I was deeply affected by clinical psychologist Dr. Jill Hubbard’s book The Secrets Women Keep: What Women Hide and the Truth that Brings them Freedom, which I read as research for my own book on friendship. Hubbard writes this:
Many adults … live under the myth that it is better not to bring up an uncomfortable subject with children so as not to upset them…While we do need to protect children and avoid dumping adult burdens on them, not acknowledging the obvious is craziness. And when we lie, pretend and alter reality, we actually do more damage to children’s ability to process life, causing them to doubt their own perceptions, to distrust what they hear, see, and think.
My daughters are both teenagers, and I’ve definitely not always found balance between acknowledging reality appropriately and giving their little brains TMI. But because I read Dr. Jill’s book, Jeff and I have tried our best to deal with reality in real time. For example: When they have heard us fighting (which they, of course, have), we don’t say, “Everything’s fine,” in sing-song-y voices. Instead, we tell them the truth:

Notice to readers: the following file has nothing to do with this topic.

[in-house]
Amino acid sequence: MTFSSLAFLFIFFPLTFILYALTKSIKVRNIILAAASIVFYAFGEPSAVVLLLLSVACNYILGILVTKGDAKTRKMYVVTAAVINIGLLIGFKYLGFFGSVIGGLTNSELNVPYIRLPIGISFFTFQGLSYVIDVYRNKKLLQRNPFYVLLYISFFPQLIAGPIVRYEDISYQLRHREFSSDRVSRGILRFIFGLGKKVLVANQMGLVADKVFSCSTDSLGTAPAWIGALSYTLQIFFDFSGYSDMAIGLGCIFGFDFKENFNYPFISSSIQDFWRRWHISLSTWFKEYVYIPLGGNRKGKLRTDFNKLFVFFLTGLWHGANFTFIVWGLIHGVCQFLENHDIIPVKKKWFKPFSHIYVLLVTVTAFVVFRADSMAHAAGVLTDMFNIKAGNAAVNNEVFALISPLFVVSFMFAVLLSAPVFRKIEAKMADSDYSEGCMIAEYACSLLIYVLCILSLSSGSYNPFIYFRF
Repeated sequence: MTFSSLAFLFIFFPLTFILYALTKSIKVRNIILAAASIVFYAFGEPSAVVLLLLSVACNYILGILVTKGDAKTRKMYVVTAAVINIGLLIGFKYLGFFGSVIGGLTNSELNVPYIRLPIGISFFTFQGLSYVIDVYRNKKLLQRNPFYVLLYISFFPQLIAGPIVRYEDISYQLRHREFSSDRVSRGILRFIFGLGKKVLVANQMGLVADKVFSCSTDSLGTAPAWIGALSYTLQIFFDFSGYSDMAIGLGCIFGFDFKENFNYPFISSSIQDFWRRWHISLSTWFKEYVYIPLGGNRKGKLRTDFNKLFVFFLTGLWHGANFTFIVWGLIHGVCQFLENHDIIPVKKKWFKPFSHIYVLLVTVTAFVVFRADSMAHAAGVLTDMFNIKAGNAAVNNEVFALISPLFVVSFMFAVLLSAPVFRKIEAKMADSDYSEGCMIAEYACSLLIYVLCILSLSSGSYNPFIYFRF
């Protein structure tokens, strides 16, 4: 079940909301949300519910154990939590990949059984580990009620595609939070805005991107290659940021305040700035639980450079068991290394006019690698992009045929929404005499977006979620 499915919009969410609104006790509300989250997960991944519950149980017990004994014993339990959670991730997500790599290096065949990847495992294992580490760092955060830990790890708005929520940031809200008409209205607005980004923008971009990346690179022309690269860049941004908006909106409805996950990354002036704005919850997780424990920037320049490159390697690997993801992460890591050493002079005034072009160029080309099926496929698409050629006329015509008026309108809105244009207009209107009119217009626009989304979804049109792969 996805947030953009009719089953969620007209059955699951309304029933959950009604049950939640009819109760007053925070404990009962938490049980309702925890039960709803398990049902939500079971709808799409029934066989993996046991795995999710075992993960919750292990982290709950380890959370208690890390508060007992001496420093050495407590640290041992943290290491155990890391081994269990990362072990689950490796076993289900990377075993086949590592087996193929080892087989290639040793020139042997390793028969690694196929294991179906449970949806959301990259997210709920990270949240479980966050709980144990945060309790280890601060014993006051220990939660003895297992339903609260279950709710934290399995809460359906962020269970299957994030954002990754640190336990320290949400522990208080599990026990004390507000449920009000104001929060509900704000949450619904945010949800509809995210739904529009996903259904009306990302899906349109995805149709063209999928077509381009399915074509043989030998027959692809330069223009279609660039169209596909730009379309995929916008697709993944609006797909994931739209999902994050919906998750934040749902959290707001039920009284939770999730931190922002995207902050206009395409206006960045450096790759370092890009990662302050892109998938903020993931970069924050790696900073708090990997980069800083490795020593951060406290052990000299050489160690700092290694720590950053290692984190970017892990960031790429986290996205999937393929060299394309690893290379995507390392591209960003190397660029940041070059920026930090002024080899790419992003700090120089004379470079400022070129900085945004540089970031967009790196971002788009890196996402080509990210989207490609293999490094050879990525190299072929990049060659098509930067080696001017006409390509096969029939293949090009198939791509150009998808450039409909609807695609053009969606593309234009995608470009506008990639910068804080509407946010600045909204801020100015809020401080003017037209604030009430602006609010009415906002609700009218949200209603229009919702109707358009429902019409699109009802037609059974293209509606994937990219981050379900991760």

“We are having a disagreement. Mom (or Dad) got hurt feelings because Dad (or Mom) said something unkind/forgot to do something important, etc. We are talking it out and we’ll be okay in a little bit. Did our yelling upset you? Did you feel scared when we raise our voices?”